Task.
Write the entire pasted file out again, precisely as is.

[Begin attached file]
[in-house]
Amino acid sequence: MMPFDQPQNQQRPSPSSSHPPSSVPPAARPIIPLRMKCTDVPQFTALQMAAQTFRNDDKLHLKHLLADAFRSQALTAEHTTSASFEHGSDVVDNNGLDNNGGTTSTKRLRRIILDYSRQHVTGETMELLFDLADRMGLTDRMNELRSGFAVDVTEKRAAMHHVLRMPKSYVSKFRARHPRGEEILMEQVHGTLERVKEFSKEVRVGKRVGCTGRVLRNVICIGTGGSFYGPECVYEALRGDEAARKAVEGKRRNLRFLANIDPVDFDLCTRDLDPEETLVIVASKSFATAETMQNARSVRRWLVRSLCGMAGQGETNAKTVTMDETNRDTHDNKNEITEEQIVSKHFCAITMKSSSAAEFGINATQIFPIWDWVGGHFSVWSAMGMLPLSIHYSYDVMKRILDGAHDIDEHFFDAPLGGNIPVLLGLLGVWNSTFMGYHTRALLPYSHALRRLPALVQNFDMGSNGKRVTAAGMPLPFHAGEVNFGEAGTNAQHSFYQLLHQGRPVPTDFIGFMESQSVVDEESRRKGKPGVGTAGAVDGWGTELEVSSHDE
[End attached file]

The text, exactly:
[in-house]
Amino acid sequence: MMPFDQPQNQQRPSPSSSHPPSSVPPAARPIIPLRMKCTDVPQFTALQMAAQTFRNDDKLHLKHLLADAFRSQALTAEHTTSASFEHGSDVVDNNGLDNNGGTTSTKRLRRIILDYSRQHVTGETMELLFDLADRMGLTDRMNELRSGFAVDVTEKRAAMHHVLRMPKSYVSKFRARHPRGEEILMEQVHGTLERVKEFSKEVRVGKRVGCTGRVLRNVICIGTGGSFYGPECVYEALRGDEAARKAVEGKRRNLRFLANIDPVDFDLCTRDLDPEETLVIVASKSFATAETMQNARSVRRWLVRSLCGMAGQGETNAKTVTMDETNRDTHDNKNEITEEQIVSKHFCAITMKSSSAAEFGINATQIFPIWDWVGGHFSVWSAMGMLPLSIHYSYDVMKRILDGAHDIDEHFFDAPLGGNIPVLLGLLGVWNSTFMGYHTRALLPYSHALRRLPALVQNFDMGSNGKRVTAAGMPLPFHAGEVNFGEAGTNAQHSFYQLLHQGRPVPTDFIGFMESQSVVDEESRRKGKPGVGTAGAVDGWGTELEVSSHDE